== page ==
With the high incidence of divorce and changing patterns of families in the United States, there are increasing numbers of stepfamilies. New stepfamilies face many challenges. As with any achievement, developing good stepfamily relationships requires a lot of effort. Stepfamily members have each experienced losses and face complicated adjustments to the new family situation.
When a stepfamily is formed, the members have no shared family histories or shared ways of doing things, and they may have very different beliefs. In addition, a child may feel torn between the parent they live with most (more) of the time and their other parent who they visit (e.g. lives somewhere else). Also, newly married couples may not have had much time together to adjust to their new relationship.
The members of the new blended family need to build strong bonds among themselves through:
While facing these issues may be difficult, most stepfamilies do work out their problems. Stepfamilies often use grandparents (or other family), clergy, support groups, and other community-based programs to help with the adjustments.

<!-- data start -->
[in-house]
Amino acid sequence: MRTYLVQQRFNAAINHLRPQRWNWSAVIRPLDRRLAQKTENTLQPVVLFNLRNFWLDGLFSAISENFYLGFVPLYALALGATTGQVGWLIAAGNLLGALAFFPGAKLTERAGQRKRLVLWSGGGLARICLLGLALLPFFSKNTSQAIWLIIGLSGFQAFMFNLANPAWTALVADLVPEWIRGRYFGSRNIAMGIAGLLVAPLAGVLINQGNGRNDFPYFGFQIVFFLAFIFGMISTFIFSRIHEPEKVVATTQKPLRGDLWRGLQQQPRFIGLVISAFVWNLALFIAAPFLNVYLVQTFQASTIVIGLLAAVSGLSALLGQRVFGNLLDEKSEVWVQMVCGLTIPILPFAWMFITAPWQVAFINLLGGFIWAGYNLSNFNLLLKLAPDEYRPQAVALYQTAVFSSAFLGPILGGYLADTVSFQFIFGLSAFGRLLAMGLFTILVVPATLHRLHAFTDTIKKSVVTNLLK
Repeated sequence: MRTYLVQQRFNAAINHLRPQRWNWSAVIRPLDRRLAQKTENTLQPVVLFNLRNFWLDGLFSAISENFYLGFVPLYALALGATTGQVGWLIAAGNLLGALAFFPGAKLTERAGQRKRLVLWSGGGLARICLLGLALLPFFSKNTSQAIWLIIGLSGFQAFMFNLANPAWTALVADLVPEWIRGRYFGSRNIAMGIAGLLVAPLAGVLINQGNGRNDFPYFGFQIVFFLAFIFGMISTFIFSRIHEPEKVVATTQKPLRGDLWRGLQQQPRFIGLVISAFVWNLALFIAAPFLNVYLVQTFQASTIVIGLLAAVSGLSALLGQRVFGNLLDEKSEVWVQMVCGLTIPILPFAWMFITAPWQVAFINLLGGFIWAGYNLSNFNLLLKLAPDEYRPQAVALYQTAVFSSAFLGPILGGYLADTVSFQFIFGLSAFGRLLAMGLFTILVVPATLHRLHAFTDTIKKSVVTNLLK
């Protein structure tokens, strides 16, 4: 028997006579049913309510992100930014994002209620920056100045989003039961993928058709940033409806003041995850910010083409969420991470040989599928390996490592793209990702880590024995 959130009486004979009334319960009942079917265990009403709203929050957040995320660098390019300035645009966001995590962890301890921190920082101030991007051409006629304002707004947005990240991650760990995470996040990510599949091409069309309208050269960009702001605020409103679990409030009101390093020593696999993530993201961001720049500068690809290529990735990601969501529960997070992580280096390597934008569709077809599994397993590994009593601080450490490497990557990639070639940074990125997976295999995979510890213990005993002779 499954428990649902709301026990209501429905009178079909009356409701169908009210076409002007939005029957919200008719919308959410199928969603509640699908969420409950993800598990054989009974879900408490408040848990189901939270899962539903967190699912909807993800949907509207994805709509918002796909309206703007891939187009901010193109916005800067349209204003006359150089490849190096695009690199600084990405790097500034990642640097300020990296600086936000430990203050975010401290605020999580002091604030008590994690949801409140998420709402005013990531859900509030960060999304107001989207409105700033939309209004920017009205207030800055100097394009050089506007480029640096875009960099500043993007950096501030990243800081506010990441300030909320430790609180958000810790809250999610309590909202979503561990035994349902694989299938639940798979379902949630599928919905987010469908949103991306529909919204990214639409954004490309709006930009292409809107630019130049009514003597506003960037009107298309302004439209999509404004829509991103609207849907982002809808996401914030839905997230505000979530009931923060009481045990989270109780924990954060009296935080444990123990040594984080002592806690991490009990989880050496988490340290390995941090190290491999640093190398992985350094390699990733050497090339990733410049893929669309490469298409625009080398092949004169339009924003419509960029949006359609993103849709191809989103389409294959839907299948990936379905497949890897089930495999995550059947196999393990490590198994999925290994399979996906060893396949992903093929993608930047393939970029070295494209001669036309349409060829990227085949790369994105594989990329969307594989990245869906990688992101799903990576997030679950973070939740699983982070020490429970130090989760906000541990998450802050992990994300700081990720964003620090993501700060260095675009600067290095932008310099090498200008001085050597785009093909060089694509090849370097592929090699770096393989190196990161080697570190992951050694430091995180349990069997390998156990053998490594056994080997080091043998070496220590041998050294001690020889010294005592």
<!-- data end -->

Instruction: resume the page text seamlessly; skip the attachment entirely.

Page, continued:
Parents should consider a psychiatric evaluation for their child when they exhibit strong feelings of being:
In addition, if parents observe that the following signs are lasting or persistent, then they should consider a psychiatric evaluation for the child/family:
Child and adolescent psychiatrists are trained and skilled at providing comprehensive psychiatric evaluations of both the child and family.
Most stepfamilies, when given the necessary time to work on developing
their own traditions and to form new relationships, can provide emotionally
rich and lasting relationships for the adults, and help the children
develop the self-esteem and strength to enjoy the challenges of life.
Daycare.com would like to thank American Academy of Child and Adolescent Psychiatry for this information in striving to make daycare and childcare a more productive and efficient service. You can contact them at: 3615 Wisconsin Ave., N.W., Washington, D.C. 20016-3007 voice: 202-966-7300 fax: 202-966-2891.